Kevin Gausman shines as Orioles hold on for 4-3 win over Los Angeles Angels

ORIOLES 4, ANGELS 3

Right-hander retired the first 14 batters he faced before giving up three runs in the fifth inning

July 30, 2014|By Dan Connolly | The Baltimore Sun

When Orioles right-hander Kevin Gausman walked off the mound after the fourth inning Wednesday, moments after third baseman Manny Machado turned in another stunning defensive gem, the rookie said he wasn't dreaming of his potential moment in history.

Gausman just wanted to pitch as long as he could and get his team the win — something he did in the Orioles' 4-3 victory over the Los Angeles Angels at Camden Yards.

Sure, Gausman had retired 12 straight hitters to begin what was just the 15th start of his major league career and, sure, Machado and right fielder Nick Markakis had already delivered highlight-reel defensive plays that are often made in no-hitters or perfect games.

But the 23-year-old Gausman said it was just too early to get caught up in what might be.

“If it would have happened in the eighth or seventh, I would have been like, ‘This is my day,' ” Gausman said. “But it happened in the fourth. So, a little bit too early for that.”

It wasn't too early, though, for Orioles manager Buck Showalter to start thinking what would happen if Gausman continued to mow down batters without allowing a hit or a walk.

“I was thinking about it. Just look up there and saw the zeros and hope it continued,” Showalter said. “I was trying to figure out if he'd have enough pitches to do it with. A lot of borderline pitches that weren't going his way, and it kind of snowballed on him.”

After getting two more outs in the fifth, Gausman walked three straight batters, allowed a two-run single to Angels catcher Chris Iannetta and then a run-scoring double to Kole Calhoun. His perfect game, no-hitter and shutout disappeared in a blink.

“Gave up that hit to Iannetta," Gausman said. “He knew a fastball was coming. I think everybody in the park knew a fastball was coming. So I left it over the plate a little too much.”

Gausman (5-3) nearly gave back a four-run lead before striking out perennial American League Most Valuable Player candidate Mike Trout to end the troublesome fifth. He then retired five of the next six batters he faced — catcher Caleb Joseph threw out Josh Hamilton trying to steal in the sixth — and settled for an exceptionally well-pitched, seven-inning outing.

“I was more impressed with how he came out and pitched the next two innings. [Or] as impressed,” Showalter said.

Gausman faced the minimum three batters in every inning but the fifth and then turned the ball over to Darren O'Day and closer Zach Britton (21st save) for two scoreless innings. It pushed the Orioles (60-46) to a season-best 14 games over .500 while guaranteeing another series win against the formidable Angels (63-43). Overall, the Orioles have lost just one of their last nine series, dropping two of three games against the Oakland Athletics to start the second half.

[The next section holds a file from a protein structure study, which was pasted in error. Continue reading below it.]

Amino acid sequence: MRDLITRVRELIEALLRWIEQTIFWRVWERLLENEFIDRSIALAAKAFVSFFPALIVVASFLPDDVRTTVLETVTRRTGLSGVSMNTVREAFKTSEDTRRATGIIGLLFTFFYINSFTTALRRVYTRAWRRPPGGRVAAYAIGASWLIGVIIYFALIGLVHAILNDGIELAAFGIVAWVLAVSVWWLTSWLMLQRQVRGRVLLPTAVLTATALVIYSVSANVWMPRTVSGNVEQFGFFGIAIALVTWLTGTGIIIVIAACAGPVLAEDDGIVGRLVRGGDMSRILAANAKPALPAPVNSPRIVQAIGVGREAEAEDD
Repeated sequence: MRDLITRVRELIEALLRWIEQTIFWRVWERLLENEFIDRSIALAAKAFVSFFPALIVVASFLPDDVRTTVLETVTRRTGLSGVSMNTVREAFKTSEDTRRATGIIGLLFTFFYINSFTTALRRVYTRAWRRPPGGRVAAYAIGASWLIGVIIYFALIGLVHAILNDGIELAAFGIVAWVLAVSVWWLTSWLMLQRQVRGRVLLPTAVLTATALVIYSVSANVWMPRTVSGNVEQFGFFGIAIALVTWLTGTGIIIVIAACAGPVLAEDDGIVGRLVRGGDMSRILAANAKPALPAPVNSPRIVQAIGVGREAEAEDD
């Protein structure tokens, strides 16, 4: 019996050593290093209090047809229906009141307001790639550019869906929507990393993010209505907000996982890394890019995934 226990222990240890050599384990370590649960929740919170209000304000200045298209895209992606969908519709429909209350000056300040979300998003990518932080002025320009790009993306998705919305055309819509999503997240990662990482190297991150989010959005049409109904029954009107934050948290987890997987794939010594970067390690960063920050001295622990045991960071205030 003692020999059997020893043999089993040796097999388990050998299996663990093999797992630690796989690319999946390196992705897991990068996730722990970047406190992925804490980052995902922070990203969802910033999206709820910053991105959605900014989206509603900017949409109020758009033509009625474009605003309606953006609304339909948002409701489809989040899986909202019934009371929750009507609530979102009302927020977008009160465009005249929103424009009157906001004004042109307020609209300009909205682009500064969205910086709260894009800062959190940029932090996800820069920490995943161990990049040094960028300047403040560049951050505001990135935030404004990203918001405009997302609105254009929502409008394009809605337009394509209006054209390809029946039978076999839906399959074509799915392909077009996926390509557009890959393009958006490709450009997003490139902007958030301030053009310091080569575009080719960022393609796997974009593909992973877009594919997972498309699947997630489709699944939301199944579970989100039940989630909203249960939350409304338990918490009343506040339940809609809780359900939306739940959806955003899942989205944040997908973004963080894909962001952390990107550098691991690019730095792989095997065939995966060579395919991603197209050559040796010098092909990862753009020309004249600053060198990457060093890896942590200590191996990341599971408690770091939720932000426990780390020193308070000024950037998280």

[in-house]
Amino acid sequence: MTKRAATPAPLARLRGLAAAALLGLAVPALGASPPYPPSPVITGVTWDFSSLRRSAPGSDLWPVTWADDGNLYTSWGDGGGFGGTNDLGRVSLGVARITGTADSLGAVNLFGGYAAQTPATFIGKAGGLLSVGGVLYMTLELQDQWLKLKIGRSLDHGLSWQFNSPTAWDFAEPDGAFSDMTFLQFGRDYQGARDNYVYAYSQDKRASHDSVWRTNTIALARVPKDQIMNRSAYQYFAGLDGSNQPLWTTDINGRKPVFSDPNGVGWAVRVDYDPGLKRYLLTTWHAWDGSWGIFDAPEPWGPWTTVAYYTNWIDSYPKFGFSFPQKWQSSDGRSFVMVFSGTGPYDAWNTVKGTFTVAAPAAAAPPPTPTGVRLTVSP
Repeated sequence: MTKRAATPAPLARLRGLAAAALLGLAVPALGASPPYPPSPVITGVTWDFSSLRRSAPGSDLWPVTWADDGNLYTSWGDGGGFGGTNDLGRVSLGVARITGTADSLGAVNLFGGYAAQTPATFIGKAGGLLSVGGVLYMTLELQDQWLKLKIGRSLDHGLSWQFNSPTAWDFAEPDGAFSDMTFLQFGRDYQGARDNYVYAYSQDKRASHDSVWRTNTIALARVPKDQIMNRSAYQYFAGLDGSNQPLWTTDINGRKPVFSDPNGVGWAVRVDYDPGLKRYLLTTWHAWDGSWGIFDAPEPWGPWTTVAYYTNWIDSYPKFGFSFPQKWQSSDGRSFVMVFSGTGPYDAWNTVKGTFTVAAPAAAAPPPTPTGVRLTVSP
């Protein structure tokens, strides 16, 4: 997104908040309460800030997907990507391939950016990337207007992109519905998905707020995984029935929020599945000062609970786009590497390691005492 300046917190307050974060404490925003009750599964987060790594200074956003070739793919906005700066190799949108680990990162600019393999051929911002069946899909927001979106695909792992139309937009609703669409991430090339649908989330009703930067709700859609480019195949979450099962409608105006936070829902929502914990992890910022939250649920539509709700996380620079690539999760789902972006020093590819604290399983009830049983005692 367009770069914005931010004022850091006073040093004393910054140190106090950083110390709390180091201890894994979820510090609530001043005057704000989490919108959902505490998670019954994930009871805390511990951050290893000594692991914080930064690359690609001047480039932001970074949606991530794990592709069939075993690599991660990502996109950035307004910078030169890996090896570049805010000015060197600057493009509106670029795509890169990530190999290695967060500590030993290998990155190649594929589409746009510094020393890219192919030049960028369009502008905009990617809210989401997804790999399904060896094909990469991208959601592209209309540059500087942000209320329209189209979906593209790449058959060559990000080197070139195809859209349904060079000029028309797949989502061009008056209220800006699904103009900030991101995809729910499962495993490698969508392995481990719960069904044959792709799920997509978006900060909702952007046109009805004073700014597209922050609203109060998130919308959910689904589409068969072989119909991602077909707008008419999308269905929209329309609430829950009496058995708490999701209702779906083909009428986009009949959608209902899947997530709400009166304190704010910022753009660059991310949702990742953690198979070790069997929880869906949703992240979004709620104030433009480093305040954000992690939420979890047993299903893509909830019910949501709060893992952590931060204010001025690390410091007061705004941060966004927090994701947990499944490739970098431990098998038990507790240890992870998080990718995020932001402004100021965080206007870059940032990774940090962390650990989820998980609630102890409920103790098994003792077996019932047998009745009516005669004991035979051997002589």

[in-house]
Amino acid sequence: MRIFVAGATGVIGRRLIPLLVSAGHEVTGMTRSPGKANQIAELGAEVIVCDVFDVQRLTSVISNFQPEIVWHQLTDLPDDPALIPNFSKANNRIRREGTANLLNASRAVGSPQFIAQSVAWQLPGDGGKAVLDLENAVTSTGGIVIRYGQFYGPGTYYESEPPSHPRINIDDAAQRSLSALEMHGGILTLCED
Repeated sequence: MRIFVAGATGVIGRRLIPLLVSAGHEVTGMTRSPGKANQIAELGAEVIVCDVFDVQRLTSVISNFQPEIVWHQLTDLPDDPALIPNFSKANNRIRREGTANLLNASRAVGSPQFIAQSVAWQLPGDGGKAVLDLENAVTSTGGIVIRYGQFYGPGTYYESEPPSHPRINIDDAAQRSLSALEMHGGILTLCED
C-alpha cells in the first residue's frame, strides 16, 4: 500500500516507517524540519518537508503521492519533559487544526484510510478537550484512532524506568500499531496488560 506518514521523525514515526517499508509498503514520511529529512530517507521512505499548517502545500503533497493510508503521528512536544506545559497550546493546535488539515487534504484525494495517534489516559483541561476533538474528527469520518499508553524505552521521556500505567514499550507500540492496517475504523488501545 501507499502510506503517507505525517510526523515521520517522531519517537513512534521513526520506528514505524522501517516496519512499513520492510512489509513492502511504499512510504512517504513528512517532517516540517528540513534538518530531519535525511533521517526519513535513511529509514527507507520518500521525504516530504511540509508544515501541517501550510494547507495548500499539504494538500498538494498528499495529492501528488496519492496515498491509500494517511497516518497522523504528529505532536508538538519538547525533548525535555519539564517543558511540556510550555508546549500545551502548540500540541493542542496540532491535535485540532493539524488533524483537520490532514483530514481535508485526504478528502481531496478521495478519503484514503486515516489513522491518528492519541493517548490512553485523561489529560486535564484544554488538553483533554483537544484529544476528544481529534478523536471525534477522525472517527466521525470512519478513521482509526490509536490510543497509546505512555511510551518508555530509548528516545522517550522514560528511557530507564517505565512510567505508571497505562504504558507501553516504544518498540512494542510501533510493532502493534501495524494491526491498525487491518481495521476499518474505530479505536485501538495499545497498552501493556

“The second half of the season is where you need to win series,” center fielder Adam Jones said. “You try to go out and just try to sweep everybody, and it ain't gonna happen. You need to win series.”

The Orioles now have captured four of five games against the Angels this season; all five have been decided by two runs or fewer. They now have the third-best record in the major leagues and will go for the sweep Thursday.

It wasn't easy Wednesday night before an announced 27,195. But good pitching, tremendous defense and another early homer by Jones paved the way. In the third inning, Markakis made an excellent diving catch. Machado ended the fourth with what will go down as one of the best plays of his young career, which is particularly impressive considering Machado won the AL Platinum Glove for top defender in the league last season.

With two outs in the fourth, Albert Pujols hit a hard grounder down the line. Machado backhanded it behind third base, his momentum taking him about five steps into the grass in foul territory before unleashing a bullet to Steve Pearce. The first baseman had to make a nice stretch into foul territory, and Pujols was easily out.

“As soon as he gloved it, he has such a cannon you know he can make that throw,” Pearce said. “I was just happy he put it in the vicinity where I could get to it. It was in the area, and I had time, and Pujols isn't the best runner.”

The Orioles needed to play a complete game because Angels right-hander Garrett Richards pitched well, with the exception of a couple brief rough spots. With one out in the first inning, Richards allowed a single to Machado and then a two-run homer to center by Jones. It was Jones' 21st homer of the season and 11th to come in the first inning. The Orioles now are 10-1 in games in which Jones has homered in the first inning.

“If you are able to get some runs across early, I think it allows the starting pitcher to breathe, especially young guys that we have on our team,” Jones said.

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